Find out everything there is to know about Snow Leopards with our ultimate guide. From their habitat, diet, appearance and more!
Adult snow leopards can reach a length of 7 feet (2.1 metres) including the tail which is 3 feet long (0.9 metres). They stand around 2 feet tall at shoulder height and can weigh anywhere between 30-60kg, with males often being bigger than females.
Although they are the 5th largest cat species they the smallest of the 5 big cats. They are a small, stocky cat species with long fur fur and pale grey or green eyes. This long fur ranges in colour from white on the belly to pale grey across the rest of the body, with black spots on the head and neck and larger rosettes on the back. Despite the small stature the snow leopard has a long tail. Infact, snow leopards have the longest tail in proportion to body size of any cat species, it is nearly as long again as their body length.
The head of the snow leopard is domed with a short muzzle on the face and large nasal cavities.The muzzle is shorter than that of most cat species and has large wide nasal cavaties that warms the air before reaching its lungs. They also have short ears to reduce heat loss and thick dense fur to keep them warm.
The thick fur of the snow leopard, complete with the darker colouring, dark spots and rosettes, allows the animal to camouflage itself within its surroundings which are often rocky mountainous landscapes. In fact, the snow leopard is so good at camouflaging itself that it’s gained the nickname of the ‘Ghost of the Mountain’!
The snow leopard is categorised as ‘Vulnerable’ on the International Union for the Conservation of Nature (IUCN) Red List of Threatened Species.
Snow leopards are an obligate carnivore (meaning that their diet consists of at least 70% meat) and can hunt animals up to three times its own weight the common diet of the snow leopard consists of a range of species including: blue sheep, ibex, marmots, deer, pikas and other small mammals.
Most snow leopards live within cold rocky mountain landscapes. The long fur of this big cat allows it to withstand the low temperatures and the pattern of its fur helps it to blend in. Alongside this, they have short ears that reduce heat loss and short but strong front limbs and longer hind limbs that help them leap through the air. They have the longest tail, size for size of any cat species which can be used for aiding in balance on rocky ledges as well as like a rudder while they are jumping through the air. They even use their tail like a scarf to wrap around their face to help keep warm.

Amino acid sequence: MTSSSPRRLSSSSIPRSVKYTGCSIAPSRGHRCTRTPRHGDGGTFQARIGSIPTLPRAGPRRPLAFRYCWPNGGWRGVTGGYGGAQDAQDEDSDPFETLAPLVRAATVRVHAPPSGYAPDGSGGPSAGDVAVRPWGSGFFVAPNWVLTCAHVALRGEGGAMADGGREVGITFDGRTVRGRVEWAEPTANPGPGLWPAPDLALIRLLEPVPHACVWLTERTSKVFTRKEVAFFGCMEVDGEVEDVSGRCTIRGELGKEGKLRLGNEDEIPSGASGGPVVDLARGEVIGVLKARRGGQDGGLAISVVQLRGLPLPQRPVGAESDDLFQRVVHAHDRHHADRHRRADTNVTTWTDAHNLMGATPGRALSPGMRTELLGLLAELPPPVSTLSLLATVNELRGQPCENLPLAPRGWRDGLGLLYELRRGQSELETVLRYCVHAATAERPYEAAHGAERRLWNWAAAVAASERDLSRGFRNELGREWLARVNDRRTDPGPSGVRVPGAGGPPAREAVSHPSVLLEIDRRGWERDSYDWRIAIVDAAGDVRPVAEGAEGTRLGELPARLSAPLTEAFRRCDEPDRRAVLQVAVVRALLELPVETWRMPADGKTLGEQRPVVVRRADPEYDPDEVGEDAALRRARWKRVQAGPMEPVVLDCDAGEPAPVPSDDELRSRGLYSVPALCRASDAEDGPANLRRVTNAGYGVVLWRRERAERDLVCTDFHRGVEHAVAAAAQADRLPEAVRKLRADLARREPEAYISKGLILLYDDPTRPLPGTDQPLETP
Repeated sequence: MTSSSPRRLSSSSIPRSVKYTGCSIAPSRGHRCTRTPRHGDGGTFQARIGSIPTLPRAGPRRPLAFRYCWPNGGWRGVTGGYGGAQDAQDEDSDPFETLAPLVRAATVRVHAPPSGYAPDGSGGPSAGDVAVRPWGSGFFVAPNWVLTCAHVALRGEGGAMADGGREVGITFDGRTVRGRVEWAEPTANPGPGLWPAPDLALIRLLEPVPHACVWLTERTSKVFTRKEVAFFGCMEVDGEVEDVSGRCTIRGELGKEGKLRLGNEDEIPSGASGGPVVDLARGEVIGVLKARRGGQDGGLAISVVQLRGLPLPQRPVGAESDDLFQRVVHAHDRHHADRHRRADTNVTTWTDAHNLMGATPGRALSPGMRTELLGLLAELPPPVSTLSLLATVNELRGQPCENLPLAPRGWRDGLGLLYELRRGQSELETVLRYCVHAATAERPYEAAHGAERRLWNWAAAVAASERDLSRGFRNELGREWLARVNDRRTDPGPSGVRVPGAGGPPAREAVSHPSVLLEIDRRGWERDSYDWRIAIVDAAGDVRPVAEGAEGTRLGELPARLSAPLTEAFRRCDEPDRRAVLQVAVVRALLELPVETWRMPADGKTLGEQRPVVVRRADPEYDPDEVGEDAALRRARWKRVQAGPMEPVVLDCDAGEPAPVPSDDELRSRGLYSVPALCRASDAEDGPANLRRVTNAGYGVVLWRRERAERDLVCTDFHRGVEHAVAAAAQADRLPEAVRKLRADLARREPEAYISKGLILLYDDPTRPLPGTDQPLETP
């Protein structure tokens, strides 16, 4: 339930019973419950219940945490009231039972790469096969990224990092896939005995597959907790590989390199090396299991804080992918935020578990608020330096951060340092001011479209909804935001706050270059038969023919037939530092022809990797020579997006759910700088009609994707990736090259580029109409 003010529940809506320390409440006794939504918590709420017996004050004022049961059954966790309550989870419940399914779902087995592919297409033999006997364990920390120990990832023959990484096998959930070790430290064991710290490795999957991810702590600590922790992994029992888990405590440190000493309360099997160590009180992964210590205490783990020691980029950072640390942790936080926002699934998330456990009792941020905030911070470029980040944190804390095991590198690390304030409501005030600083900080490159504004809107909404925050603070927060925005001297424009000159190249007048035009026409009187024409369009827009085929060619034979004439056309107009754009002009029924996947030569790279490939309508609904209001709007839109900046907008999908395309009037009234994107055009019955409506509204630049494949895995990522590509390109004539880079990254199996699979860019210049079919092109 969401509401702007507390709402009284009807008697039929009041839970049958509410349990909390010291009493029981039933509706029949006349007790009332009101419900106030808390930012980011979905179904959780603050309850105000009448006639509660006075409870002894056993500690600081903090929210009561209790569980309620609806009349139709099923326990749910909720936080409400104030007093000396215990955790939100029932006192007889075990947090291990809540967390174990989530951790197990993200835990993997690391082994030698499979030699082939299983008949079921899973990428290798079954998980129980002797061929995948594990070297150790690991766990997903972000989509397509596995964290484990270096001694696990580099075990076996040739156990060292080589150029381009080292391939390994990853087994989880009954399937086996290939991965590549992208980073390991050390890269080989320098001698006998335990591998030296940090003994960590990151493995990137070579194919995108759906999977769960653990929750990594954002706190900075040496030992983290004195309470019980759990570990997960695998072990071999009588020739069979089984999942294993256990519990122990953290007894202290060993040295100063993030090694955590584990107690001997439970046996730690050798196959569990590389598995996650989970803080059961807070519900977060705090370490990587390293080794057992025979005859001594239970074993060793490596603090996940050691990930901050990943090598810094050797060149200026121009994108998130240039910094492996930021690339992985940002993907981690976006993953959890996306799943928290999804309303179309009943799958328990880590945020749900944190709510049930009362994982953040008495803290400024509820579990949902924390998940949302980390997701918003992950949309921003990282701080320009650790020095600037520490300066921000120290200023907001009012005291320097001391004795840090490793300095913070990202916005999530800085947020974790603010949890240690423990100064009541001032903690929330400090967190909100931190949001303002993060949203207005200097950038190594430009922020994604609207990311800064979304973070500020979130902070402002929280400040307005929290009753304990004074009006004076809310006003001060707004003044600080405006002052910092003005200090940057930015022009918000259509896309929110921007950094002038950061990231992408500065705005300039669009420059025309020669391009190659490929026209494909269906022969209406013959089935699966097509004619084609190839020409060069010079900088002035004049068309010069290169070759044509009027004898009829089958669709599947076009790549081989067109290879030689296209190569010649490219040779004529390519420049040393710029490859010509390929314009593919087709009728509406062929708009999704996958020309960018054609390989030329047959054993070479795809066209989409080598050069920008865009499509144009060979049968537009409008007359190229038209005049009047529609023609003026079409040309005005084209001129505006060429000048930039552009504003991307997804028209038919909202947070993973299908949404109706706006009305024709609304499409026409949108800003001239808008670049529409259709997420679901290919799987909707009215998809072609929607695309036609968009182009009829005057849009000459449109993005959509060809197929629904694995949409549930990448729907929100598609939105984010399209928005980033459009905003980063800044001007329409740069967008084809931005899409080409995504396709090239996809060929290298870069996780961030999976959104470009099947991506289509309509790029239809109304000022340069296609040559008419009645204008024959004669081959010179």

The snow leopard is a member of the Felidea family. The scientific name is Panthera Uncia
They often live in high alpine areas, sometimes as high as 18,000 feet in elevation and often above the tree line. At this elevation the climate is cold and dry.
Snow leopards can reach speeds of up to 55mph for short distances, but will often run at between 35 – 40 miles per hour (but only in short bursts as it is an ambush predator).
They are fantastic jumpers and can leap up to 50 feet down cliffs and have been recorded jumping 30 feet from a standing position.
Snow leopards can be found around mountain ranges across northern and central Asia, including the Himalayan region. They are found in 12 different countries including Afghanistan, Bhutan, India, China, Nepal, Kazakhstan, Kyrgyz Republic, Mongolia, Pakistan, Russia, Tajikistan, and Uzbekistan.
Although we don’t know for sure, it’s estimated that there are between 4,000 – 6,500 left in the world.
The snow leopard doesn’t have any natural predators. However, human activity resulting in a smaller habitat and hunting of their main prey species has led to a decline in numbers for this species.
To support this species and our conservation efforts you can adopt a snow leopard for yourself or as a gift for friends or family! Or you can visit the Paradise Wildlife Park animals in person by booking one of our big cat experiences.